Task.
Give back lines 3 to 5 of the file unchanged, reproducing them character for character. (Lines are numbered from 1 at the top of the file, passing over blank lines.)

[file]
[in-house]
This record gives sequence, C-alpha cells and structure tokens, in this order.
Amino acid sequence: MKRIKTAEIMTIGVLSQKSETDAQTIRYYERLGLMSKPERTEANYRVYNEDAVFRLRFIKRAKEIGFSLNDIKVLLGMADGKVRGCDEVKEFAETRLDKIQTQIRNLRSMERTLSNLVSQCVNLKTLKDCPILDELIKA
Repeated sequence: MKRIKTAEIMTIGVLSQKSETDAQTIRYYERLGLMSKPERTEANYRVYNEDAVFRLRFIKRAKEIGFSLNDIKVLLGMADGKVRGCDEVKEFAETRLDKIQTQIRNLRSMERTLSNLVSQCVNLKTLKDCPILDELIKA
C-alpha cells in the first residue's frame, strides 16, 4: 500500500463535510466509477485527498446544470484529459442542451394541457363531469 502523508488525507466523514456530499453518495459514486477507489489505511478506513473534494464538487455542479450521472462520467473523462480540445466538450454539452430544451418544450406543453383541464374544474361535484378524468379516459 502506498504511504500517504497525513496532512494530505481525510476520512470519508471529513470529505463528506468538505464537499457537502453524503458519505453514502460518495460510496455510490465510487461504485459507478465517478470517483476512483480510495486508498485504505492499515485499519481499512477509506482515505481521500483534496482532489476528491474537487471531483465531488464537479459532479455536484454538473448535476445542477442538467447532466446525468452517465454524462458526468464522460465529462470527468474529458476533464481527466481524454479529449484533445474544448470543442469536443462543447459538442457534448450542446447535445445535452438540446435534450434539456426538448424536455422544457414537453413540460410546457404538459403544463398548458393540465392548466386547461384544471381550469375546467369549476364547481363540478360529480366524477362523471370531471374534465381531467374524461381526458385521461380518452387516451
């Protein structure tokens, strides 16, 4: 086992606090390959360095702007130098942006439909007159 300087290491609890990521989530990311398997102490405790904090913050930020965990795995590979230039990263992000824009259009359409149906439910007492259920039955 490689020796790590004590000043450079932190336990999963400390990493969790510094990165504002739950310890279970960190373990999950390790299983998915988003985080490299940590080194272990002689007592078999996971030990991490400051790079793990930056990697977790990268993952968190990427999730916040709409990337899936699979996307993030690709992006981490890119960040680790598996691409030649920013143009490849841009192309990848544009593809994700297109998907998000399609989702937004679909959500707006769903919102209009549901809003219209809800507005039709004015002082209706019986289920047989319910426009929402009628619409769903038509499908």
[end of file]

Amino acid sequence: MKRIKTAEIMTIGVLSQKSETDAQTIRYYERLGLMSKPERTEANYRVYNEDAVFRLRFIKRAKEIGFSLNDIKVLLGMADGKVRGCDEVKEFAETRLDKIQTQIRNLRSMERTLSNLVSQCVNLKTLKDCPILDELIKA
Repeated sequence: MKRIKTAEIMTIGVLSQKSETDAQTIRYYERLGLMSKPERTEANYRVYNEDAVFRLRFIKRAKEIGFSLNDIKVLLGMADGKVRGCDEVKEFAETRLDKIQTQIRNLRSMERTLSNLVSQCVNLKTLKDCPILDELIKA
C-alpha cells in the first residue's frame, strides 16, 4: 500500500463535510466509477485527498446544470484529459442542451394541457363531469 502523508488525507466523514456530499453518495459514486477507489489505511478506513473534494464538487455542479450521472462520467473523462480540445466538450454539452430544451418544450406543453383541464374544474361535484378524468379516459 502506498504511504500517504497525513496532512494530505481525510476520512470519508471529513470529505463528506468538505464537499457537502453524503458519505453514502460518495460510496455510490465510487461504485459507478465517478470517483476512483480510495486508498485504505492499515485499519481499512477509506482515505481521500483534496482532489476528491474537487471531483465531488464537479459532479455536484454538473448535476445542477442538467447532466446525468452517465454524462458526468464522460465529462470527468474529458476533464481527466481524454479529449484533445474544448470543442469536443462543447459538442457534448450542446447535445445535452438540446435534450434539456426538448424536455422544457414537453413540460410546457404538459403544463398548458393540465392548466386547461384544471381550469375546467369549476364547481363540478360529480366524477362523471370531471374534465381531467374524461381526458385521461380518452387516451